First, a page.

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Setting the PYTHONOPTIMIZE Environment Variable

00:00 Setting the PYTHONOPTIMIZE Environment Variable. You can also run Python in optimized mode with disabled assertions by setting the PYTHONOPTIMIZE environment variable to an appropriate value.

00:13 For example, setting this variable to a non-empty string is equivalent to running Python with the previously seen -O option. To try PYTHONOPTIMIZE out, fire up your command line and run one of the following commands, depending on the operating system and shell that you are using.

00:31 If you’re using the Windows command prompt, then use this command.

00:41 If you’re using Windows Terminal, then use this command. And use this command for macOS and Linux.

01:02 Once you’ve set PYTHONOPTIMIZE to a non-empty string, you can launch your Python interpreter with the bare-bones python command.

01:09 This command will automatically run Python in optimized mode. This holds true for the bpython interpreter seen on-screen as well. Now go ahead and run the code from the directory containing the circle.py file.

01:53 Assertions are off, and the Circle class accepts negative radius values. You are running Python in optimized mode once more. Another possibility is to set PYTHONOPTIMIZE to an integer value, n, which is equivalent to running Python using the -O option n times.

02:14 In other words, you are using n levels of optimization. On-screen are the two settings for the Windows command prompt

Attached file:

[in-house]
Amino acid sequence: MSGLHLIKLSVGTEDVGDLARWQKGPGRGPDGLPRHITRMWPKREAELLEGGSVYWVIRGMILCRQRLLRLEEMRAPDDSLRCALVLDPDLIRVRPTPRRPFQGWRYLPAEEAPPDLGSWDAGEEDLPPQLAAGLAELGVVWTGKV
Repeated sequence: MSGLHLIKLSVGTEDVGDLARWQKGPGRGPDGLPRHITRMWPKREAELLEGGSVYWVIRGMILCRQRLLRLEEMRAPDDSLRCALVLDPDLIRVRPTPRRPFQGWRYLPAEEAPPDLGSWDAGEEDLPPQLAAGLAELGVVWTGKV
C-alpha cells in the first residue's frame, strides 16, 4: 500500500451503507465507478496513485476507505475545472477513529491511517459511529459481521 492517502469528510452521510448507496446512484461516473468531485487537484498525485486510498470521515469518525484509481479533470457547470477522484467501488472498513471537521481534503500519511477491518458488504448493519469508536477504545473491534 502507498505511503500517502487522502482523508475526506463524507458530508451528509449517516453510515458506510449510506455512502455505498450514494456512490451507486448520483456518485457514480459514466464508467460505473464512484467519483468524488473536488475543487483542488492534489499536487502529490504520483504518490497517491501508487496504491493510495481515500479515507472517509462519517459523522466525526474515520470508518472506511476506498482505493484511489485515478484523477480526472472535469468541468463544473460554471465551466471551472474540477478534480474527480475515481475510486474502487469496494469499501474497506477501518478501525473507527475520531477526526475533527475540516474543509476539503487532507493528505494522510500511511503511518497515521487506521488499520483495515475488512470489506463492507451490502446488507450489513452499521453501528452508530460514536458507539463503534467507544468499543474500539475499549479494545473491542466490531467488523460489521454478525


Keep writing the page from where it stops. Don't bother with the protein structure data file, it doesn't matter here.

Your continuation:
02:33 for Windows terminal,

02:45 and here they are for MacOS and Linux. In each case, 1 is equivalent to python O, and 2 is equivalent to python -OO.

03:03 You can use any integer number to set PYTHONOPTIMIZE, but Python only implements two levels of optimization. Using a number greater than 2 has no real effect on your compiled bytecode.

03:15 Setting PYTHONOPTIMIZE to 0 will cause the interpreter to return to normal mode. When you run Python, the interpreter compiles any imported module to bytecode on the fly.

03:29 The compiled bytecode will live in a directory called __pycache__/, which is placed in the directory containing the module that provided the imported code. Inside __pycache__/, you’ll see a .pyc file named after your original module plus the interpreter’s name and version.

03:46 The name of the .pyc file will also include the optimization level used to compile the code. For example, when you import code from circle.py, the Python 3.11 interpreter generates the file seen on-screen, depending on the optimization level.

04:04 The name of each file includes the original module’s name, the interpreter that generated the code, and the optimization level. PEP 488 provides more context on this naming format for .pyc files.

04:22 In the next section of the course, you’ll see how to test your code with assertions.

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